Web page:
Second Biopsy results

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swl1956
swl1956 Member Posts: 94 Member
edited March 29 in Prostate Cancer #1

Last November at 67 after an MRI my first fusion biopsy was done transrectally at local hospital. It indicated (as far as I could figure) a single tumor residing in the right side of my prostate. I had a NM bone scan in January which did not show any bony metastases. Also a Prolaris test which indicated for single modal treatment. I went to Fox Chase Cancer Center for a second opinion hoping that I might be a candidate for focal therapy which they can offer. I was thinking Focal therapy (having less side effects) as a first treatment would leave me the option of RP or Radiation if the focal therapy failed. A recent (Feb. 27th) Fox Chase transperineal biopsy however shows some GG1 involvement in the left (left lateral wing #2) side of the prostate (wherever that is?). I'm now wondering if this is recent cancer growth or was it missed at the first biopsy? I have not yet spoken with the Fox Chase doctor to see if I'm still a candidate for focal, but I'm thinking these latest biopsy results are not good? I'm struggling to understand this stuff and make a wise choice, but seems like the more I learn the more confused I become. My PSA has risen from 4.3 last November and is now 5.7. It's been almost four months since first diagnosed and I still can't make a decision on course of action. 😒

I don't completely understand the different biopsy results. Seems like different formats which are (for me) difficult to compare. If I'm understanding it at all, there are discrepancies like tumor sizes and mention of cribriform pattern in the 4+3 sample in the latest biopsy? Perhaps some here might notice something I'm missing? Opinions would be greatly appreciated.

November Local Hospital 2023 Biopsy

 A. Prostate, LEFT LAT BASE: Benign prostatic tissue. No tumor seen.

 B. Prostate, LEFT LAT MID: Benign prostatic tissue. No tumor seen.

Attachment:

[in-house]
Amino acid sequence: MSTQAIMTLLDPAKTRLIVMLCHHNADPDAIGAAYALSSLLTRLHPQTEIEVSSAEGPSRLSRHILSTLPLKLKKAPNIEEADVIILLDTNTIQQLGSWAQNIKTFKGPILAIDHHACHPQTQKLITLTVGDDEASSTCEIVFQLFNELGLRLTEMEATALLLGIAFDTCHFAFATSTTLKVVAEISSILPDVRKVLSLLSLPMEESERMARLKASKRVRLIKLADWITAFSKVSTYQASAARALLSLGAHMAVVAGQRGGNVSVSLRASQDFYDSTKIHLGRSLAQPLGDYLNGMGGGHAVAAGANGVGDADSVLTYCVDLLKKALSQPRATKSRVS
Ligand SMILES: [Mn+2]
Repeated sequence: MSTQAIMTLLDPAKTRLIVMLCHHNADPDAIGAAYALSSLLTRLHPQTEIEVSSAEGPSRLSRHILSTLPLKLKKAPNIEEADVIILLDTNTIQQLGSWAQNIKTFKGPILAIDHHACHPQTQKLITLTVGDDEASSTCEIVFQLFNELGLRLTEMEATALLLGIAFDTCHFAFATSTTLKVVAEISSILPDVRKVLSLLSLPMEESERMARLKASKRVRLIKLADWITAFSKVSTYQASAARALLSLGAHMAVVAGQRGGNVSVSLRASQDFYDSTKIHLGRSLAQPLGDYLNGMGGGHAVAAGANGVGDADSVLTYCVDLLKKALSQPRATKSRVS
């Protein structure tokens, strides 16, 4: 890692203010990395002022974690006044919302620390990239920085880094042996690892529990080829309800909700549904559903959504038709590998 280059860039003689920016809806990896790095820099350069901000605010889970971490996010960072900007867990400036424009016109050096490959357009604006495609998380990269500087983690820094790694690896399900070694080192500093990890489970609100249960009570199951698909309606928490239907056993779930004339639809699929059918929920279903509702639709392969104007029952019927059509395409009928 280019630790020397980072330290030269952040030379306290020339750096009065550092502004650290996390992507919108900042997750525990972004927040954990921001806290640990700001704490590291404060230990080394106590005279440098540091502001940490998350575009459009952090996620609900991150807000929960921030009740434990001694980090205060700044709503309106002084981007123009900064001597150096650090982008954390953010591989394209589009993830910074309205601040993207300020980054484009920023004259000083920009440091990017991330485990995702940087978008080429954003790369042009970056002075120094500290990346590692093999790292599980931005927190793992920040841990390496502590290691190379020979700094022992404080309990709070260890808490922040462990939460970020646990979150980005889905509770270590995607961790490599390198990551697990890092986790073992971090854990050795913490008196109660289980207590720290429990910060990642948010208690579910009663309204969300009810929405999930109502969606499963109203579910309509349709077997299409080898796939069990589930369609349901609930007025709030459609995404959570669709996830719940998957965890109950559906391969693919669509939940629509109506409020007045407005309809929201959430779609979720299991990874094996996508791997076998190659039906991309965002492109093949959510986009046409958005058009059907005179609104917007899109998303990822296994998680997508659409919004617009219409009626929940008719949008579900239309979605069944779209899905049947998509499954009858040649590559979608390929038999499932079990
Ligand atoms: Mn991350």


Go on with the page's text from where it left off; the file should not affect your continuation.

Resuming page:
C. Prostate, LEFT LAT APEX: Benign prostatic tissue. No tumor seen.

 D. Prostate, LEFT MED BASE: Benign prostatic tissue. No tumor seen.

 E. Prostate, LEFT MED MID: Benign prostatic tissue. No tumor seen.

 F. Prostate, LEFT MED APEX: Benign prostatic tissue. No tumor seen.

 G. Prostate, RIGHT MED BASE: Benign prostatic tissue. No tumor seen.

 H. Prostate, RIGHT MED MID: Focus of high-grade prostatic intraepithelial neoplasia (HGPIN).

 I. Prostate, RIGHT MED APEX: Benign prostatic tissue. No tumor seen.

 J. Prostate, RIGHT LAT BASE: Benign prostatic tissue. No tumor seen.

 K. Prostate, RIGHT LAT MID: Prostatic adenocarcinoma (Gleason score: 3+4 = 7; GG 2) involving 90% of the tissue core.

 L. Prostate, RIGHT LAT APEX: Prostatic adenocarcinoma (Gleason score: 3+3 = 6; GG 1) involving 7% of the tissue core.

 M. Prostate, LES1 TAR1: Benign prostatic tissue. No tumor seen.

 N. Prostate, LES1 TAR2: Benign prostatic tissue. No tumor seen.

 O. Prostate, LES1 TAR3: Prostatic adenocarcinoma (Gleason score: 4+3 = 7; GG 3) involving 33% of the tissue core.

 P. Prostate, LES1 TAR4: Benign prostatic tissue. No tumor seen.

 Q. Prostate, LES1 TAR5: Benign prostatic tissue. No tumor seen.

  TUMOR CORE MAPPING:

 Location                            Grade                      Tumor size (mm)

Right lateral mid                 3+4=7; GG2            9 mm

Right lateral apex               3+3=6; GG1            1 mm

Lesion 1, target biopsy 4   4+3=7; GG3            5 mm


February 2024 Fox Chase Biopsy

 A. Prostate, right posterior medial #1, biopsy: -Benign prostate tissue.

B. Prostate, right posterior medial #2, biopsy: -Benign prostate tissue.

C. Prostate, right posterior lateral #1, biopsy: -Benign prostate tissue.

D. Prostate, right posterior lateral #2, biopsy: -Adenocarcinoma, Gleason patterns 3+3.

-There is 3% biopsy core involvement.

-Linear tumor extent = 0.5 mm.

-Grade group 1.

E. Prostate, right lateral wing #1, biopsy: -Benign prostate tissue.

F. Prostate, right lateral weight #2, biopsy: -Benign prostate tissue.

G. Prostate, left posterior medial #1, biopsy: -Benign prostate tissue.